The Magazine

JOHN CONYERS'S CIRCUS

Nov 9, 1998, Vol. 4, No. 09 • By TUCKER CARLSON
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Ireland, in fact, was one of the few people in the room to suggest that Clinton might have done something wrong. Perjury? Obstruction? "Low misdemeanors, if they are anything at all," scoffed Abner Mikva. "If there's going to be any impeachment," said the Rev. Wendell Anthony, head of the NAACP's Detroit office and a recent guest at the White House prayer breakfast, "it ought to start with the Supreme Court." The Supreme Court? That's right, said Anthony. Turns out there are hardly any minority clerks. And that's both a high crime and a misdemeanor.


The mostly black crowd hooted approval at Anthony's remarks, as it did when he explained that a nation as racist as America -- a country that imprisons black men solely because they are black -- has no right to cast judgment on a president as committed to black causes as Bill Clinton, a president who "has spent more time in the nation of Africa than all the presidents heretofore put together." On the other hand, Anthony implied, maybe there's a connection. Maybe they're going after Clinton because he stands up for black folks. Maybe it's payback.


Maybe? No maybes about it, thundered former Chicago Sun-Times columnist Vernon Jarrett. "I am saturated with the consciousness of being African American," Jarrett explained, and "much of this is a rightwing conspiracy." In other words, a white conspiracy. A white racist conspiracy.


"Amen!" cheered the crowd. "That's right!"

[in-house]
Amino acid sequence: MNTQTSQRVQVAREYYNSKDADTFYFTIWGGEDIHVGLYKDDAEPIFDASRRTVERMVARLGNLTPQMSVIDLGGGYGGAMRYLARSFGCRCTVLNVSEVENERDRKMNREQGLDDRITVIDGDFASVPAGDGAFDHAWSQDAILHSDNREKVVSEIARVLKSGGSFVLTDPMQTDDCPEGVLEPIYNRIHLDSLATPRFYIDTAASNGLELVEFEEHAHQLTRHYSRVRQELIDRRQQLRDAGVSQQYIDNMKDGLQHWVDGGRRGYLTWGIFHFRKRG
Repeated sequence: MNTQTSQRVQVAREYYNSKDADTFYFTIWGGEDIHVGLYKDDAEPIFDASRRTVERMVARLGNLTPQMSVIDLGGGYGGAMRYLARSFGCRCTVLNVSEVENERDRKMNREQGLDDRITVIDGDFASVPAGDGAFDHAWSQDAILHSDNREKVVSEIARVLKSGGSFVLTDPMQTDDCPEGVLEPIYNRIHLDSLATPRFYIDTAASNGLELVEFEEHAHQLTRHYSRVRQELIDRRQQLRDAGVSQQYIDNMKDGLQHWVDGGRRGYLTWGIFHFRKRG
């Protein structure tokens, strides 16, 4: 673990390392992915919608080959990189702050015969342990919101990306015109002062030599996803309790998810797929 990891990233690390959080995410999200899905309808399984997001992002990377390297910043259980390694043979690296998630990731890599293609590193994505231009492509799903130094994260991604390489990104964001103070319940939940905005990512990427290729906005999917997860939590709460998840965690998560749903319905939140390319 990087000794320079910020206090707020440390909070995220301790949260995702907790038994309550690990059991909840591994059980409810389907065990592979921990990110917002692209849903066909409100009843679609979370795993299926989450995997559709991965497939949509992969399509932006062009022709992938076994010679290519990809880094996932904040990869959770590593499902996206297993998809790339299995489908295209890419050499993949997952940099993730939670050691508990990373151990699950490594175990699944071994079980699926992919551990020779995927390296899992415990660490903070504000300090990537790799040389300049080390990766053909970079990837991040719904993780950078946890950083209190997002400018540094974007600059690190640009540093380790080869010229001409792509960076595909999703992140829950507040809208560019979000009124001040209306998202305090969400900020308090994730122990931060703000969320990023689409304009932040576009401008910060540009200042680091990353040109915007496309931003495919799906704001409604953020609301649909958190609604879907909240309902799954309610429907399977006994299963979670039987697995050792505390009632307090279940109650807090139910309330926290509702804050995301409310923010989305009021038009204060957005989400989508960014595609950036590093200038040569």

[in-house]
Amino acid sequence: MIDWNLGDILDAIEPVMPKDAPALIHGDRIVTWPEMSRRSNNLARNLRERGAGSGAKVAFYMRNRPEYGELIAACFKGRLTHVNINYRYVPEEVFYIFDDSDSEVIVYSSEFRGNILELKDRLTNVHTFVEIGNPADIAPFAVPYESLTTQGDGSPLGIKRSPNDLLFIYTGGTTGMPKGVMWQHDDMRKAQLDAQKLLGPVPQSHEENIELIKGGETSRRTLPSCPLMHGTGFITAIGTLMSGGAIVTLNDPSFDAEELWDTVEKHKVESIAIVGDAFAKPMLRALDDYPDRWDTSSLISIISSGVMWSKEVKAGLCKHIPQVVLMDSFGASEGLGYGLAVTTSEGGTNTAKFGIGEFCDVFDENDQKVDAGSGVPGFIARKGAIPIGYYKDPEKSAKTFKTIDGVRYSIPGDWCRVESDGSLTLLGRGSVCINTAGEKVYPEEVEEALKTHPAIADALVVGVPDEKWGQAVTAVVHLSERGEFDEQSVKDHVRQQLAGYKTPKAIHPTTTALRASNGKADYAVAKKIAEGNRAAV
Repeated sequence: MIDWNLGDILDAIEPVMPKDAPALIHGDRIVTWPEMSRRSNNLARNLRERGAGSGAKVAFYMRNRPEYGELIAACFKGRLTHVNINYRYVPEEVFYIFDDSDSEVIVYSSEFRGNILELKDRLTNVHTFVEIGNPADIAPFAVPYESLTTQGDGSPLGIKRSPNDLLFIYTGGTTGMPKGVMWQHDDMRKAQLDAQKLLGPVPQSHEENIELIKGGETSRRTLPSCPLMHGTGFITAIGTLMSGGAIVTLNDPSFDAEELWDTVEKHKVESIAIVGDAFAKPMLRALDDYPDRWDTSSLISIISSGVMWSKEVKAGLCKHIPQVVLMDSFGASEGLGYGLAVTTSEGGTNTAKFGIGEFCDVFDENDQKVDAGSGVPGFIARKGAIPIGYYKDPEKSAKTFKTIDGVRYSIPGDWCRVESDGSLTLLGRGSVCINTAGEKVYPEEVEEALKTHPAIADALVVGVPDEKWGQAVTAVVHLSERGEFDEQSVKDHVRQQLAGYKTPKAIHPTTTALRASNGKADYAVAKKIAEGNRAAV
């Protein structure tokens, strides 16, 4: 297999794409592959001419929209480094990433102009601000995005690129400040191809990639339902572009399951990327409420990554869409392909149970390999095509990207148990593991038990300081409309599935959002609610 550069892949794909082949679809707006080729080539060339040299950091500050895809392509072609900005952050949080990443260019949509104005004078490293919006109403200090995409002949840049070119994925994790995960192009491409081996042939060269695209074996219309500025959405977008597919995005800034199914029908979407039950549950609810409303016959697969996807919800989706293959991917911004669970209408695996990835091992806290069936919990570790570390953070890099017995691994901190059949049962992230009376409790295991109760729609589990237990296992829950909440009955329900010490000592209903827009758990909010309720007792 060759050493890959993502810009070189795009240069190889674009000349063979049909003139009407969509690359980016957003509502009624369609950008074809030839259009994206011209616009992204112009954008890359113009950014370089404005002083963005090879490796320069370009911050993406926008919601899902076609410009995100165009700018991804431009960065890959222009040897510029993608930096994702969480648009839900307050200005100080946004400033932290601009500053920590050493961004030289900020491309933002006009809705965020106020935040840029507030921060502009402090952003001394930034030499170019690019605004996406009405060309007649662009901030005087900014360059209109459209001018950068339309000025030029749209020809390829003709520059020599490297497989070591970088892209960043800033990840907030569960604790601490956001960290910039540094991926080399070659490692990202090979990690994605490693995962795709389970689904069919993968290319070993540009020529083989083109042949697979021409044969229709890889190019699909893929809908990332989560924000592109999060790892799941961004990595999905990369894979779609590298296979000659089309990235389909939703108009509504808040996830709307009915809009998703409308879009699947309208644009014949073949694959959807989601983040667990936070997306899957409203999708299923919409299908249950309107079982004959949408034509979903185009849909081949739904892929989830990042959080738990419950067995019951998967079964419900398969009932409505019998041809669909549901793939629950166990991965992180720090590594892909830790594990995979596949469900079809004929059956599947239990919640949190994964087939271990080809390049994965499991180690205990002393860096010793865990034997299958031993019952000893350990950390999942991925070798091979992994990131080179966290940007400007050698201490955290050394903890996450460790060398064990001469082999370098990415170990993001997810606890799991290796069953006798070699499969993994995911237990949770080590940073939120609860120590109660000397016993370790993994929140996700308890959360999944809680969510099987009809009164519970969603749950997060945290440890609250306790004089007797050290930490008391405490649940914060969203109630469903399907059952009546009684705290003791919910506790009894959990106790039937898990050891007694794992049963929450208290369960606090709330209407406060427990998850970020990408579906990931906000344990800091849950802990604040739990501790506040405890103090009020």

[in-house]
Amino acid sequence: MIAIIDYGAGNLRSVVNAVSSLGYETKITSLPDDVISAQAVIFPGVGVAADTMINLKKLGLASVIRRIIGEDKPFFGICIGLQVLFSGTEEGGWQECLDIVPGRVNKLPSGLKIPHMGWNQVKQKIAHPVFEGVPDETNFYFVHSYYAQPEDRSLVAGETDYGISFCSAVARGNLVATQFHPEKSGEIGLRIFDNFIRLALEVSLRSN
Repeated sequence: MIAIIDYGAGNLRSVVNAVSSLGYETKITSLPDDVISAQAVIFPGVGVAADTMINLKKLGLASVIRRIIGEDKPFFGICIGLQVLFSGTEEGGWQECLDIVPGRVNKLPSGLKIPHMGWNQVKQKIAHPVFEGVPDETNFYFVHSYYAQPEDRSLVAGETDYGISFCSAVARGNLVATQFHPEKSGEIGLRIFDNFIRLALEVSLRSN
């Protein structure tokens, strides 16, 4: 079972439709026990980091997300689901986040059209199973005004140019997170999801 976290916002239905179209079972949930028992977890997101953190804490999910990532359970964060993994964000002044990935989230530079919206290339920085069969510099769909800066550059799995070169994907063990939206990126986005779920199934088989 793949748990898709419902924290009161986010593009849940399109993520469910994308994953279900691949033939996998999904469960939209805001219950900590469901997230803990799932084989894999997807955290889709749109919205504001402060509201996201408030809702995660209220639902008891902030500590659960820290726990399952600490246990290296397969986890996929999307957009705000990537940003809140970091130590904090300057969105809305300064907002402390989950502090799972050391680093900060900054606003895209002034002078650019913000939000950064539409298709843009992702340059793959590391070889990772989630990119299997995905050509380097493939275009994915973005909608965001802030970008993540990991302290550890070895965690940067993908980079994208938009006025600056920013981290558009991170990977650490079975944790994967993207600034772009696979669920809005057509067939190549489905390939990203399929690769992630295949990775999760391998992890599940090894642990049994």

At about this point, a pounding sound echoed through the PA system. Conyers's two sons, ages two and eight, had crawled into his lap and were playing with the microphone. The panel was still taking questions from the audience, but it seemed a good time to leave. A couple of other panelists got the same idea, and we headed out. William Miller, a good-natured law professor who teaches at Michigan, offered me a ride to the airport. A sexual-harassment expert from the University of Wisconsin joined us, and as we walked to Miller's minivan the two academics mulled over the symbolic meaning of the Lewinsky scandal. ("In a sense, they've turned him into a woman," the harassment expert said, "sexualized him so they can negate his leadership. It's very problematic.")


I'd talked to Miller earlier in the night and pegged him as a conventional liberal, smarter than most, and witty, but socially progressive and distrustful of the Right -- a garden-variety Clinton voter. That's how he'd seemed then. He seemed a lot different after three hours of pro-Clinton reeducation.


Actually, Miller explained once we got on the highway, "I can't stand the guy." Miller is something of an expert on dislike (his study of repugnance, The Anatomy of Disgust, was published last year), and he has an enormous and precise vocabulary for describing distaste. On the topic of Clinton, it failed him. The idea of voting for Clinton, Miller said, "makes me feel like I'm going to throw up."




Tucker Carlson is a staff writer for THE WEEKLY STANDARD.